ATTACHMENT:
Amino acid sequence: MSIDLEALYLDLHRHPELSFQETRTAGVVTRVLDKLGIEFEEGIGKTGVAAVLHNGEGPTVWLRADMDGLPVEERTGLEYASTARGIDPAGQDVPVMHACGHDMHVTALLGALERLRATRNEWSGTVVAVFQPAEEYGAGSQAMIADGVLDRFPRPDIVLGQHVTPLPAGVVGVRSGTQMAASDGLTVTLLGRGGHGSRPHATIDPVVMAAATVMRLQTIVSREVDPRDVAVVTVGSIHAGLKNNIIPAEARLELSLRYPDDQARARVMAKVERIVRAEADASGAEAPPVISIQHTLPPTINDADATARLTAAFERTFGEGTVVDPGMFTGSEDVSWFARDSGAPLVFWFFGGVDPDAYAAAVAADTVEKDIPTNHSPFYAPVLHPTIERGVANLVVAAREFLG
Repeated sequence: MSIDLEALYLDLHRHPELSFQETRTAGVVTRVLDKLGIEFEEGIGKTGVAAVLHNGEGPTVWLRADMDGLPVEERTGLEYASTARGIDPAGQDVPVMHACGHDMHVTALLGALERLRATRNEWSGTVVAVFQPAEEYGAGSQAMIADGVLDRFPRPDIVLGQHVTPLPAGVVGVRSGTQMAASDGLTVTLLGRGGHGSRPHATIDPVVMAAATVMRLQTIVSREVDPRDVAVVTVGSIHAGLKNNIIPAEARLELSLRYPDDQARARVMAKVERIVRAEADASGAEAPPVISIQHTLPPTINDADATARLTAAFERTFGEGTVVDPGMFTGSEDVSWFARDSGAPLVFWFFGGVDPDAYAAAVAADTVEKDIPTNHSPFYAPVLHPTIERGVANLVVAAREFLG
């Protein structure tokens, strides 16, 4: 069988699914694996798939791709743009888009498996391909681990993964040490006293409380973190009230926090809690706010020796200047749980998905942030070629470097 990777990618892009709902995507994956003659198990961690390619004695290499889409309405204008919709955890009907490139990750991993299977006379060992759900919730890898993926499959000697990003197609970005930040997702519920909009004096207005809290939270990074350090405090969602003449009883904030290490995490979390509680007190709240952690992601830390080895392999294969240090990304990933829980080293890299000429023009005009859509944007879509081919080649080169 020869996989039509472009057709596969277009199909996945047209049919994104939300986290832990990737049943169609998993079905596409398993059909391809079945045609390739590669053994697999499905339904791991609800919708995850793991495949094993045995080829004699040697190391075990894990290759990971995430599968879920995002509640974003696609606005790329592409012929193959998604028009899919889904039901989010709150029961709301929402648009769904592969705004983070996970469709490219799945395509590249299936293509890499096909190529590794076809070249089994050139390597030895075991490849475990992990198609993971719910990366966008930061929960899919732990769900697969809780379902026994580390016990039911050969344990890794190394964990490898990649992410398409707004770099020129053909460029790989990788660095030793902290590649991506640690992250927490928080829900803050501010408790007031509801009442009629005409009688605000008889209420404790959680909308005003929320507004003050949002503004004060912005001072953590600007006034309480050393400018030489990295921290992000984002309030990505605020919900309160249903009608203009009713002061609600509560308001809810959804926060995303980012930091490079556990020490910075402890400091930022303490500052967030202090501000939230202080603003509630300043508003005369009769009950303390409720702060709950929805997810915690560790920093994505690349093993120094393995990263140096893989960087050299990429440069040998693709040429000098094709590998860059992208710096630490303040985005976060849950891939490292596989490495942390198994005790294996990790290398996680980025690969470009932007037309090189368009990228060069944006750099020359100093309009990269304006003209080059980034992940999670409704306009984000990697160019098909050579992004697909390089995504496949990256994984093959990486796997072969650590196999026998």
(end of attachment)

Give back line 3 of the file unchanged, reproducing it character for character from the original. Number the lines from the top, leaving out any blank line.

């Protein structure tokens, strides 16, 4: 069988699914694996798939791709743009888009498996391909681990993964040490006293409380973190009230926090809690706010020796200047749980998905942030070629470097 990777990618892009709902995507994956003659198990961690390619004695290499889409309405204008919709955890009907490139990750991993299977006379060992759900919730890898993926499959000697990003197609970005930040997702519920909009004096207005809290939270990074350090405090969602003449009883904030290490995490979390509680007190709240952690992601830390080895392999294969240090990304990933829980080293890299000429023009005009859509944007879509081919080649080169 020869996989039509472009057709596969277009199909996945047209049919994104939300986290832990990737049943169609998993079905596409398993059909391809079945045609390739590669053994697999499905339904791991609800919708995850793991495949094993045995080829004699040697190391075990894990290759990971995430599968879920995002509640974003696609606005790329592409012929193959998604028009899919889904039901989010709150029961709301929402648009769904592969705004983070996970469709490219799945395509590249299936293509890499096909190529590794076809070249089994050139390597030895075991490849475990992990198609993971719910990366966008930061929960899919732990769900697969809780379902026994580390016990039911050969344990890794190394964990490898990649992410398409707004770099020129053909460029790989990788660095030793902290590649991506640690992250927490928080829900803050501010408790007031509801009442009629005409009688605000008889209420404790959680909308005003929320507004003050949002503004004060912005001072953590600007006034309480050393400018030489990295921290992000984002309030990505605020919900309160249903009608203009009713002061609600509560308001809810959804926060995303980012930091490079556990020490910075402890400091930022303490500052967030202090501000939230202080603003509630300043508003005369009769009950303390409720702060709950929805997810915690560790920093994505690349093993120094393995990263140096893989960087050299990429440069040998693709040429000098094709590998860059992208710096630490303040985005976060849950891939490292596989490495942390198994005790294996990790290398996680980025690969470009932007037309090189368009990228060069944006750099020359100093309009990269304006003209080059980034992940999670409704306009984000990697160019098909050579992004697909390089995504496949990256994984093959990486796997072969650590196999026998």